Who needs the words when you’ve got cuteness?

TIME medicine

A Simple 3-Part Test May Predict Alzheimer’s

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Chris Parsons—Getty Images

Dementia is a part of aging, but how do doctors separate normal brain decline from the first signs of Alzheimer’s? A new test that any physician can perform in their office may help

Diseases like Alzheimer’s start years, even decades, before the first symptoms of memory loss shows up. And with rates of those diseases rising, experts say that more primary care physicians—not neurology experts—will have the task of identifying these patients early so they can take advantage of whatever early interventions might be available.

“If we had a simple blood test, a cholesterol test for Alzheimer’s disease, that would help,” says Dr. Ronald Petersen, director of the Alzheimer’s Disease Research Center at the Mayo Clinic, “but we don’t.” But Petersen has a potential solution, and according to a new paper released Wednesday in the journal Neurology, his Alzheimer’s test has promise.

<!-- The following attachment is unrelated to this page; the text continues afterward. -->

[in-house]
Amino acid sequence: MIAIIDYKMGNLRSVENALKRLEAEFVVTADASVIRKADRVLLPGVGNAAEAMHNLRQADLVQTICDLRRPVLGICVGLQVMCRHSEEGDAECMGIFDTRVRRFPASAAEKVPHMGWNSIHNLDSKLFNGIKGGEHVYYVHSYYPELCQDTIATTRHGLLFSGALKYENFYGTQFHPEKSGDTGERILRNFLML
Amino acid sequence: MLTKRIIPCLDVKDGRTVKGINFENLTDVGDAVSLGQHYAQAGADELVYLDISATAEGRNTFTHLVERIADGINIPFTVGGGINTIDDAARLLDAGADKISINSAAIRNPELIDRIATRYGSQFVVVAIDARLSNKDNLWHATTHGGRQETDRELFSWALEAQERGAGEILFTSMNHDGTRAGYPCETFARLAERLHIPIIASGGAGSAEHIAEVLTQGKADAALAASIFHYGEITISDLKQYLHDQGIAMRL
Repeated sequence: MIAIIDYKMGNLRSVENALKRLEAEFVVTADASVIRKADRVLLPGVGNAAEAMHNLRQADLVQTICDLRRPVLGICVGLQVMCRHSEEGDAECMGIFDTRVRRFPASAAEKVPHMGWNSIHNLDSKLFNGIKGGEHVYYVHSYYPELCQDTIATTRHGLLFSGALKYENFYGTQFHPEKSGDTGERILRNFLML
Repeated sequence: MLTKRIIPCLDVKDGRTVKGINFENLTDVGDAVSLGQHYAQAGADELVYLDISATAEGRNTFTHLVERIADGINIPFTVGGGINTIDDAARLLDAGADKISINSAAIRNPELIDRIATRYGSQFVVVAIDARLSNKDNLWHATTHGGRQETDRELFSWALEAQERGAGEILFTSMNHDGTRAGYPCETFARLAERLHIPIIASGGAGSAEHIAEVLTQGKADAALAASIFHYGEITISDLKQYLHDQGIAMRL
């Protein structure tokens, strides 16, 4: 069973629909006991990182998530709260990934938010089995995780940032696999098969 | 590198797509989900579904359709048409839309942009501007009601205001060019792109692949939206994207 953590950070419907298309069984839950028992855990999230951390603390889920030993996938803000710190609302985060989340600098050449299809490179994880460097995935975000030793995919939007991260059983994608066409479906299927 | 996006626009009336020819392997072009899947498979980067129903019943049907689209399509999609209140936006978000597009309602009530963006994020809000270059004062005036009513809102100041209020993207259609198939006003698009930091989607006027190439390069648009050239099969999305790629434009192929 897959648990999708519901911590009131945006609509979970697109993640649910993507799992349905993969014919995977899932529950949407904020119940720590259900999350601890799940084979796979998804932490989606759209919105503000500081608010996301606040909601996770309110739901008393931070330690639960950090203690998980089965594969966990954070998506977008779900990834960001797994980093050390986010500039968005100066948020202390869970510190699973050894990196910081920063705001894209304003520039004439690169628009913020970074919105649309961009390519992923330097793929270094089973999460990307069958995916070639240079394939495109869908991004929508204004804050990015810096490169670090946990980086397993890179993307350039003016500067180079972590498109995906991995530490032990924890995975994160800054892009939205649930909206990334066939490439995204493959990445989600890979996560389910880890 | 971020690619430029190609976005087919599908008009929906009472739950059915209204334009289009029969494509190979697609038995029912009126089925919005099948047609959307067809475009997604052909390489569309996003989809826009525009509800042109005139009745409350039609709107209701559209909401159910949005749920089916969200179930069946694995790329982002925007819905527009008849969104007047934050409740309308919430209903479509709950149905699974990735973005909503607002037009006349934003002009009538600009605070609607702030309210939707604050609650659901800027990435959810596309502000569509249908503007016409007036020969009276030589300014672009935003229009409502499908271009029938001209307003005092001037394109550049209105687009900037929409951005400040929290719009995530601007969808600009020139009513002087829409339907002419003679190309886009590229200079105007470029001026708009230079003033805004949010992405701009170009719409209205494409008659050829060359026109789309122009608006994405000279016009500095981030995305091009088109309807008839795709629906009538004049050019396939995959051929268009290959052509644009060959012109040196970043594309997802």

Petersen and his team wanted to develop a test that any physician can administer to patients, without the need for any new technology or expensive equipment. Petersen believes that the test they came up with could become a useful tool for any physician, even those without special training in the brain. “What we are trying to do is give them some help so they can be as efficient as possible without ignoring these important cognitive issues,” he says.

In the first phase of the test, his researchers simply collected information from 1,500 patients’ medical charts—their age, family history of Alzheimer’s, factors such as diabetes or smoking that have been linked to Alzheimer’s, and whether the patient had ever reported problems with memory.

In the next phase they studied the results of the patient’s basic mental exam as well as of a psychiatric evaluation, because depression and anxiety have been connected to Alzheimer’s.